Friday, February 16, 2007


Sorry I haven't posted lately but I have been sliding on my back through a freaking crawl space in a failed attempt to thaw out our frozen pipes. Do I sound bitter? I hope so, because I am. Well, not really bitter per se. But I also can't say I'm thrilled-over-the-moon happy about it.

We had already made it through several weeks of frigid weather. Below zero every single day, wind chills into the negative double digits. Cold. Really, really, really cold. And our pipes had emerged unscathed. Maybe we got cocky and good ol' Karma came around to kick us in the butts. Maybe it was just too danged cold for too danged long. Whatever the case, we came home last week to frozen pipes. Nuts.

Most of our pipes run through the cellar. Some of them run through an unheated crawl space. The pipes themselves are insulated, but you probably know (as we did) that insulation alone isn't going to keep a pipe from freezing in -10 degrees. So we piled bales of straw around our foundation in an attempt to provide a little extra insulation. I honestly thought that'd do the trick. Apparently I thought wrong. We discovered the big freeze on Wednesday evening. Thursday I decided to stay home and try to thaw them out. First I tried heat in the crawl space. It was like trying to heat the outdoors. No go. Then, I tried going into our laundry area, the most suspect area I could think of in terms of the probable location of the freeze, and directing heat at the pipes as they came out from the floor. I figured that since copper conducts heat, eventually the heat would make its way down the pipe and thaw it out. Nope. So then I was faced with the not-enviable task of crawling under the house with said space heater. Let me tell you how NOT warm the ground in an uninsulated crawl space is. I put down plastic so I wouldn't have to scoot on my back through God-knows-what, but it did not protect against that cccccooooollllllldddd ground. I pulled the insulation off, tried to thaw the pipes out directly. No luck. I think they were freezing as fast as I could get one area thawed.

At that point I gave up on the idea of thawing them out manually, and resigned myself to waiting them out. But wait!, I thought, I can at least protect them so this doesn't happen again. Off I went in search of heat tape. It would seem as though everyone in our metropolitan area had the same wondrous idea. I went to no fewer than 15 hardware stores, from the big-box places all the way to the mom-and-pop places, and every single store was completely out of heat tape! I'm actually on a wait list for it, if you can believe it. If anyone would have ever told me I would be on a wait list for flipping heat tape I would have laughed. Not laughing now--no sir!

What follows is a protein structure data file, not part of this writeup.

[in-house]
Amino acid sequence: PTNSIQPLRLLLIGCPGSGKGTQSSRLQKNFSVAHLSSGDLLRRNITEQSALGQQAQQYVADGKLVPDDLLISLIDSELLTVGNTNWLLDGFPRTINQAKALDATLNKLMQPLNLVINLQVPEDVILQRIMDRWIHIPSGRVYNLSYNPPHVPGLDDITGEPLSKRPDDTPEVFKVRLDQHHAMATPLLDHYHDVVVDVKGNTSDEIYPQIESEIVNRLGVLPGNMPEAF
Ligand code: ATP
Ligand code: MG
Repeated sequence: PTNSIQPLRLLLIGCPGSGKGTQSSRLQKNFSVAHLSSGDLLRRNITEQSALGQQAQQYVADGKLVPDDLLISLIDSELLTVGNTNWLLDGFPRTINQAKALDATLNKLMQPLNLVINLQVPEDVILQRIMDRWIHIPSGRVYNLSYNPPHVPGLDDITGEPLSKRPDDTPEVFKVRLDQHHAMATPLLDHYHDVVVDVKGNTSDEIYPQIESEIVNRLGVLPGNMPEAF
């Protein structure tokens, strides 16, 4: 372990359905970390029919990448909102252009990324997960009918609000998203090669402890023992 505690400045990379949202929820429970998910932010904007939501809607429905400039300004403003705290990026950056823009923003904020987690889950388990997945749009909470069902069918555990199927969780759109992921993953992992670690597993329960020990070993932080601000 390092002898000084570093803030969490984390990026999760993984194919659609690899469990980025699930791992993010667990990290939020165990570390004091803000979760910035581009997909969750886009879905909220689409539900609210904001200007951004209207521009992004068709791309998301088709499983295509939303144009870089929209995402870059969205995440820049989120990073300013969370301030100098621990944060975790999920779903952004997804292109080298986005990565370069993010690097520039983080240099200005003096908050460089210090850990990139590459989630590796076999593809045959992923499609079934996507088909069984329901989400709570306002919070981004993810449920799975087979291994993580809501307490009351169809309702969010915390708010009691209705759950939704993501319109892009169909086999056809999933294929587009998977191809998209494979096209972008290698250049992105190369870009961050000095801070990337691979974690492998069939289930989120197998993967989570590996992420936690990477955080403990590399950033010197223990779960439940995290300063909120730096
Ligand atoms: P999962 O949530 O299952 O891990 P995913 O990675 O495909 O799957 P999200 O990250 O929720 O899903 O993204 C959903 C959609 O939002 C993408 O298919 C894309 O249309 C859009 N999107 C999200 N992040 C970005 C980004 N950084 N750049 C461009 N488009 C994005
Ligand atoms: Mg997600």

Maybe my next post can be about something from which I emerge victorious. I sure hope so.


This Old Erie House said...

I hadn't heard of heat tape. I'm right here in Erie, PA which is having the same or worse weather like you. But then, I'm a CA transplant to the area. We have an add-on 1/2 bath that once or twice a year the pipes freeze when it gets this cold. I leave a space heater on now to keep the pipes from freezing (but mainly to keep the seat warm). I looked up that heat tape and it sounds like a great idea and more practical than leaving a heater on all the time and I'd sleep better at night not leaving a heater on. Thanks for the heat tape info and lets hope we finally get a break in this weather.

Christina said...

We have a frozen pipe problem, so I definitely understand the frustration and aggravation involved. One easy way to prevent your pipes from freezins is to leave both the cold and hot water running a slight dribble. Even with that, I sometimes mess up by only running the cold or hot. Whenever it is consistently below 15 degrees, we do that.

Mark said...

Not sure of the lay of your land but 2 thoughts that come to mind as solutions are....... If you can vapor barrier off the area in direct proximety to the pipes then heat that area. Seems to me the heat loss will be mostly due to draftiness. Otherwise a heat canon that they use on construction sites may thaw things out. They output a load of BTU's that may be able to warm an airy space. Good luck. I just put a space heater in my basement as the ambient temperature was around 40 degrees. We don't heat our basement. We just use a gas fireplace that does a great job heating "UP" not down.

Cheryl said...

Just found your site via a blog buddy. Love the house pic! Sorry about the cold. It was 29 degrees here in Houston yesterday and we dared to complain.

cjh said...

Wow, I've never heard of heat tape either. But like Cheryl said, we don't often need help like that in south Texas. However, since my pipes are above-ground I may check it out a bit more. Once again, good luck! And keep warm.